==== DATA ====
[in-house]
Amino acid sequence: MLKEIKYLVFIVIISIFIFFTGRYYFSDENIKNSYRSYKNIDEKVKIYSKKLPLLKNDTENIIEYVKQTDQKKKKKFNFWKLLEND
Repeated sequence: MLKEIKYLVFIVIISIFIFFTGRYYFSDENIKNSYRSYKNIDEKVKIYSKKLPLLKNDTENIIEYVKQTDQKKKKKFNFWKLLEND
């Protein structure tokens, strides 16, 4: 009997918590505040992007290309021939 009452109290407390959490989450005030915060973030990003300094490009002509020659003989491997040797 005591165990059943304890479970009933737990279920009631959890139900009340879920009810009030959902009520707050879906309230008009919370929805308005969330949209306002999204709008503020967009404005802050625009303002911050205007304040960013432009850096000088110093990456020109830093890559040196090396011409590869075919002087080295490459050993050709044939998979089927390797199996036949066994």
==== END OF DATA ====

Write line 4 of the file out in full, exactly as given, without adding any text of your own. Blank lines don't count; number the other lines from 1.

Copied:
């Protein structure tokens, strides 16, 4: 009997918590505040992007290309021939 009452109290407390959490989450005030915060973030990003300094490009002509020659003989491997040797 005591165990059943304890479970009933737990279920009631959890139900009340879920009810009030959902009520707050879906309230008009919370929805308005969330949209306002999204709008503020967009404005802050625009303002911050205007304040960013432009850096000088110093990456020109830093890559040196090396011409590869075919002087080295490459050993050709044939998979089927390797199996036949066994």